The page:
# The EPQ model implemented as an MDP¶

THE CODE BELOW IS TEMPORARIL BROKEN

Since closed form expressions exists for the Economic Production Quantity model it is of interest to formulate this model in terms of a Markov decision problem (even though the EPQ model is not stochastic model), so that this model can be used to subject Markov Decision Processes to yet another test.

The EPQ problem is concerned with a machine that can be on and off. When on, it produces items at a rate \(r\), when off it does not produce. Items are sold at a deterministic and constant rate \(q\). It costs \(K\) to switch production on. Inventory costs are given by the function \(h(x)\) when the inventory level is \(x\). The problem is to determine the policy that minimizes the long-run average expected cost.

We imagine the production-inventory process to live on two lines: an on-line and an off-line. A point \(x\) on the on-line (off-line) represents a state of the process such the inventory level the inventory level is \(x\) and production is on (off). When production switches state, the process moves from the on-line to the off-line, or vice versa. A state is given as a tuple \((p,i)\). When \(p=0(1)\) production is on (off). Let the gridsize be \(\delta_x\) so that when the inventory state is \(i\) the inventory level is \(i \delta_x\).

Let us formulate this problem as a periodic-review inventory model, so that the implementation as a Markov decision problem is straightforward. At the beginning of a period it is decided to switch on or off. The inventory costs are computed at the end of the period.

Since the Markov decision process at hand is a discrete-time stochastic process, we have to convert the production and demand rates \(r\) and \(q\) to a grid of integers. We propose to do this as follows. Given the gridsize \(\delta_x\), let the Markov chain make transitions at rate \(\delta_t^{-1} = (r+q)/\delta_x\). Define \(\alpha = q/(r+q)\) and \(\beta = r/(r+q)=1-\alpha\).

The transition matrices are now given by:

and

The costs are given by

## Parameters¶

```
from __future__ import division
from collections import namedtuple
import numpy as np
import mdp as m
left= -4
right = 5
n = 100
start = n*left
end = n*right
deltaX = 1./n
q = 1.
r = 1.8
deltaT = deltaX/(r+q)
alpha = q/(r+q)
beta = 1. - alpha
K = 30.
def h(n):
x = n*deltaX
return deltaT*(-2.*np.minimum(0,x) + np.maximum(0,x))
```

## The Markov Decision Process¶

```
State = namedtuple('State', "P I")
class On(m.Action):
def __init__(self):
super(On, self).__init__()
self.name = "On"
def transitionStates(self, state):
if start < state.I < end:
t = {State(P=1, I=state.I-1): alpha,
State(P=1, I=state.I+1): beta
}
elif state.I == end:
t = {State(P=1, I=state.I-1): alpha,
State(P=1, I=state.I): beta
}
elif state.I == start:
t = {State(P=1, I=state.I): alpha,
State(P=1, I=state.I+1): beta
}
return t
def costs(self, state):
cost = alpha*h(state.I-1)+ beta*h(state.I + 1)
if state.P == 0:
cost += K
return cost
```

We map all transitions beyond the end of the grid to the end-point.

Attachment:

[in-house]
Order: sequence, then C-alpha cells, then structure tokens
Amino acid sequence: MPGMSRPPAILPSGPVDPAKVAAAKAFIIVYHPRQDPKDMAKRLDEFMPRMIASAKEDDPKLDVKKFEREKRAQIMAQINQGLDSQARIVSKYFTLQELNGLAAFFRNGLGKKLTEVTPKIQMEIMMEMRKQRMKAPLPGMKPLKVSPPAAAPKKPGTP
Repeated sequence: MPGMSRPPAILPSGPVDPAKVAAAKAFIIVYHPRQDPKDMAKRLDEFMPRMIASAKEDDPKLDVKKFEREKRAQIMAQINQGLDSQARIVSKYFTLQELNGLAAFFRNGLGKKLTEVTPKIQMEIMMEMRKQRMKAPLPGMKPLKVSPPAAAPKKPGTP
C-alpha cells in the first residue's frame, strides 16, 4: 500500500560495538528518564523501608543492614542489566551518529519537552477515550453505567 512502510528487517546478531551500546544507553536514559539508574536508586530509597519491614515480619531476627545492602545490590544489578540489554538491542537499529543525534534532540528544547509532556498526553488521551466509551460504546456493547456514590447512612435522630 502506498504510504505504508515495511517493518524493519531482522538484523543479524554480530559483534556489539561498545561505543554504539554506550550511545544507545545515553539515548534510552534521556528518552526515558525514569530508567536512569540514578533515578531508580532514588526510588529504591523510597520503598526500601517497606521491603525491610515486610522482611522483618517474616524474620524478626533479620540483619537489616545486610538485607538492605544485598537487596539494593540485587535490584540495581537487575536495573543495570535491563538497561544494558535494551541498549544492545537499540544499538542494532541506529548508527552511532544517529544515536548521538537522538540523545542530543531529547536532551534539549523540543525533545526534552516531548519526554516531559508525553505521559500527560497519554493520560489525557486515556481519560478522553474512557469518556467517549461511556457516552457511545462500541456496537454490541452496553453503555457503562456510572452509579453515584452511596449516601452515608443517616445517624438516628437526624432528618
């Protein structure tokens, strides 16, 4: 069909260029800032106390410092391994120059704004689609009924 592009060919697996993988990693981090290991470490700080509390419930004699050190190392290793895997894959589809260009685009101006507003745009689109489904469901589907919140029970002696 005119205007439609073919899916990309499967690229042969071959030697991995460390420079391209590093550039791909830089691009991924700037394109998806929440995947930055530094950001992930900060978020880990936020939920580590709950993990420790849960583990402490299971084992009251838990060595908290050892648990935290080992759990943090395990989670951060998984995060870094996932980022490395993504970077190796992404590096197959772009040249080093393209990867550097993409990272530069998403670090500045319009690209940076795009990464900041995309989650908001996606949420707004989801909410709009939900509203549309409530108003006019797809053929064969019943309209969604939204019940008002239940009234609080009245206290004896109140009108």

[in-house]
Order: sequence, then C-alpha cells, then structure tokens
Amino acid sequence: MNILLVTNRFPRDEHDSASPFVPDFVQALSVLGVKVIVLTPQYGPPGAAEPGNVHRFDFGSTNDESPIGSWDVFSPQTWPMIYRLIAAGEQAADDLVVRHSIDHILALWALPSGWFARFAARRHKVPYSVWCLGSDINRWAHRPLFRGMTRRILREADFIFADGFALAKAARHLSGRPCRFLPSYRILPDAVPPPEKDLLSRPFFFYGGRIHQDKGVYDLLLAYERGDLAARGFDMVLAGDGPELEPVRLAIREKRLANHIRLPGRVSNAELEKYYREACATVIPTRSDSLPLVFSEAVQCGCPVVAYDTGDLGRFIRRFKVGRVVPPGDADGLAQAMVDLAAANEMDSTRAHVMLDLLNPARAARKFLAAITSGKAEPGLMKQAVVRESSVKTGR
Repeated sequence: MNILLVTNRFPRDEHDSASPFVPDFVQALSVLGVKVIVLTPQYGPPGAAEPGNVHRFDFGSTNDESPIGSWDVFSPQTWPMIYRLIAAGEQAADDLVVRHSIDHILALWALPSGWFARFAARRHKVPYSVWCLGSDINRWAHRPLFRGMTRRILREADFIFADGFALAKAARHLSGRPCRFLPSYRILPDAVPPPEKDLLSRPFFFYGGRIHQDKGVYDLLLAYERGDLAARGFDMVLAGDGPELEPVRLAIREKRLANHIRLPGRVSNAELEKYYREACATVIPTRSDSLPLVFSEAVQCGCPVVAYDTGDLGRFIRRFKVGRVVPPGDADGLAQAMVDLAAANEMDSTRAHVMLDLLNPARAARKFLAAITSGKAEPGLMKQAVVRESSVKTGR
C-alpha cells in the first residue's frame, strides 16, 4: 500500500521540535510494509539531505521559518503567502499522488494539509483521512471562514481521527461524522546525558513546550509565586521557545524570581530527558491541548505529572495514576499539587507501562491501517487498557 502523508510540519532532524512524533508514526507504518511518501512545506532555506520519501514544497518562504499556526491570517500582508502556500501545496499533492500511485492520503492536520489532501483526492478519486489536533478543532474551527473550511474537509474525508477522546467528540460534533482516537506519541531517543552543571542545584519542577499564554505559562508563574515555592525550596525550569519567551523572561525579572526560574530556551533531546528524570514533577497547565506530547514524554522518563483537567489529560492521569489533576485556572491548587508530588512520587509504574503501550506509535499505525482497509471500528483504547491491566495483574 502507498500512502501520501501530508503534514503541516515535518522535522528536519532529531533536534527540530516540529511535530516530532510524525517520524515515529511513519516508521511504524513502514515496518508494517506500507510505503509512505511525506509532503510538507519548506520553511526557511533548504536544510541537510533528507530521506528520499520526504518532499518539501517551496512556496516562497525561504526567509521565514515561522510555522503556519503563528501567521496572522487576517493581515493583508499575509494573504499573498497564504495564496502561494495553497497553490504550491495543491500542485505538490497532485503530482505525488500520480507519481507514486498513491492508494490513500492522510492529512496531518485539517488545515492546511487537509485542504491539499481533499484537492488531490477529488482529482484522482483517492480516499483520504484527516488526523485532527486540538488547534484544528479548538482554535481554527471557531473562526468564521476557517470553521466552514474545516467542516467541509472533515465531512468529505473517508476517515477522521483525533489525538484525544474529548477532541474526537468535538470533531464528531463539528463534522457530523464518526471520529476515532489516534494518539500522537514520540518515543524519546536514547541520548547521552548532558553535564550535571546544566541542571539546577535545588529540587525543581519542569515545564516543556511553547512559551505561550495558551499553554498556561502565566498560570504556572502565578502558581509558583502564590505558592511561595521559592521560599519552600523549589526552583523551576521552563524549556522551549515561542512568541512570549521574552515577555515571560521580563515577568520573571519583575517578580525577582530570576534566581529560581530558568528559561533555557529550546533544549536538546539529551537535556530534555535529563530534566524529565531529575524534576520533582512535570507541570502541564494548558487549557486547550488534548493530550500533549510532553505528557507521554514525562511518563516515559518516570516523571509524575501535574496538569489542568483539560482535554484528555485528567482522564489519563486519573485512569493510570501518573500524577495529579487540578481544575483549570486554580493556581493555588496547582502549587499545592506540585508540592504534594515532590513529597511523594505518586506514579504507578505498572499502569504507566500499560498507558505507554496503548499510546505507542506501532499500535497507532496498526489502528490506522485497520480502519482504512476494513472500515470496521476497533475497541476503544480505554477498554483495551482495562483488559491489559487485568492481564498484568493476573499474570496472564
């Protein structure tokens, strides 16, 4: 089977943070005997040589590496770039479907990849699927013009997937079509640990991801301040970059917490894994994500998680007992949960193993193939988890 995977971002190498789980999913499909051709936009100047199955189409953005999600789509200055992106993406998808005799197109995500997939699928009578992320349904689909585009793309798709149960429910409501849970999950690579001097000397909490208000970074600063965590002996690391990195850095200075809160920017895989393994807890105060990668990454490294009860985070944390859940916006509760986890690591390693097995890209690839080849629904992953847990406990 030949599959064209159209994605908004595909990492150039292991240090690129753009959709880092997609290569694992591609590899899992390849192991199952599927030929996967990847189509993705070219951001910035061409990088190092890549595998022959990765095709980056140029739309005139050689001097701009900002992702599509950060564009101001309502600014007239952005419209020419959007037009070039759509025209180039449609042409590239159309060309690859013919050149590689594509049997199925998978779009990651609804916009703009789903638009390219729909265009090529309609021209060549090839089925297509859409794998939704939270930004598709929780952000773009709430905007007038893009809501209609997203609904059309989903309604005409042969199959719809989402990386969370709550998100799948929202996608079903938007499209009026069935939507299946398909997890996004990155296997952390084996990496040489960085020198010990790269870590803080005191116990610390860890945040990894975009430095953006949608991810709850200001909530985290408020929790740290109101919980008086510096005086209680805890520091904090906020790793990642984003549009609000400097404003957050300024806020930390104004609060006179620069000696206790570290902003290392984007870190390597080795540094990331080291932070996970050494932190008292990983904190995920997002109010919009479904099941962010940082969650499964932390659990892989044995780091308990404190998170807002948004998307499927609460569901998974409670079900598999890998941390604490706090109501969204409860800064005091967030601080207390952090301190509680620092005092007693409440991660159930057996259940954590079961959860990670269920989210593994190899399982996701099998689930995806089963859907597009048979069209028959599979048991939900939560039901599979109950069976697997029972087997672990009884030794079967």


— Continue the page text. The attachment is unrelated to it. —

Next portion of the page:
```
class Off(m.Action):
def __init__(self):
super(Off, self).__init__()
self.name = "Off"
def transitionStates(self, state):
if start < state.I < end:
t = {State(P=0, I=state.I-1): alpha,
State(P=0, I=state.I): beta
}
elif state.I == end:
t = {State(P=0, I=state.I-1): alpha,
State(P=0, I=state.I): beta
}
elif state.I == start:
t = {State(P=0, I=state.I): 1.}
return t
def costs(self, state):
return alpha*h(state.I-1)+ beta*h(state.I)
```

Likewise, we map all transitions beyond the start of the grid to the start-point.

We subclass m.MDP to print suitable \(s\) and \(S\).

```
class MDP(m.MDP):
def __init__(self, actions, initspace):
super(MDP, self).__init__(actions, initspace)
def printPolicyChanges(self):
print "Policy changes on the off-line"
prev = State(P=0, I = start)
for s in sorted(self.space):
if s.P == 0:
prevaction = self.optPol[self.mapping[prev]]
action = self.optPol[self.mapping[s]]
if action != prevaction:
print "At level: %4.3f"%(1.*s.I/n),
print " choose: ", self.actions[action]
prev = s
print "Policy changes on the on-line"
prev = State(P=1, I = start)
for s in sorted(self.space):
if s.P == 1:
prevaction = self.optPol[self.mapping[prev]]
action = self.optPol[self.mapping[s]]
if action != prevaction:
print "At level: %4.3f"%(1.*s.I/n),
print " choose: ", self.actions[action]
prev = s
actions = (Off(), On())
mdp = MDP(actions, State(P=1, I=0) )
mdp.generateAll()
mdp.policyIteration()
```

```
policy Iteration, number of iterations: 1
policy Iteration, number of iterations: 2
policy Iteration, number of iterations: 3
policy Iteration, number of iterations: 4
policy Iteration, number of iterations: 5
policy Iteration, number of iterations: 6
```

Let’s see the results.

```
#mdp.printOptimalPolicy()
mdp.printPolicyChanges()
print "Average cost per unit time g = ", mdp.g/deltaT
```

```
Policy changes on the off-line
At level: -2.090 choose: Off
Policy changes on the on-line
At level: 4.220 choose: Off
Average cost per unit time g = 4.21643229167
```

Thus, at the off-line, production is switched on below \(s\). At the on-line, production is switched on above \(S\).

## Comparison to EPQ¶

```
class EPQ(object):
def __init__(self, r, q, b, h, K):
self.r = r
self.q = q
self.b = b
self.h = h
self.K = K
def EPQ(self):
g = np.sqrt(self.q*(self.r-self.q)/self.r)
g *= np.sqrt(2.*self.b*self.h/(self.b+self.h)*self.K)
self.g =g
self.S = g/self.h
self.s = -g/self.b
epq = EPQ(r=r, q=q, K=K, b =2., h =1.)
epq.EPQ()
print epq.s, epq.S, epq.g
```

```
-2.10818510678 4.21637021356 4.21637021356
```

We get nearly the same results. There is a small difference, due to finite grid size.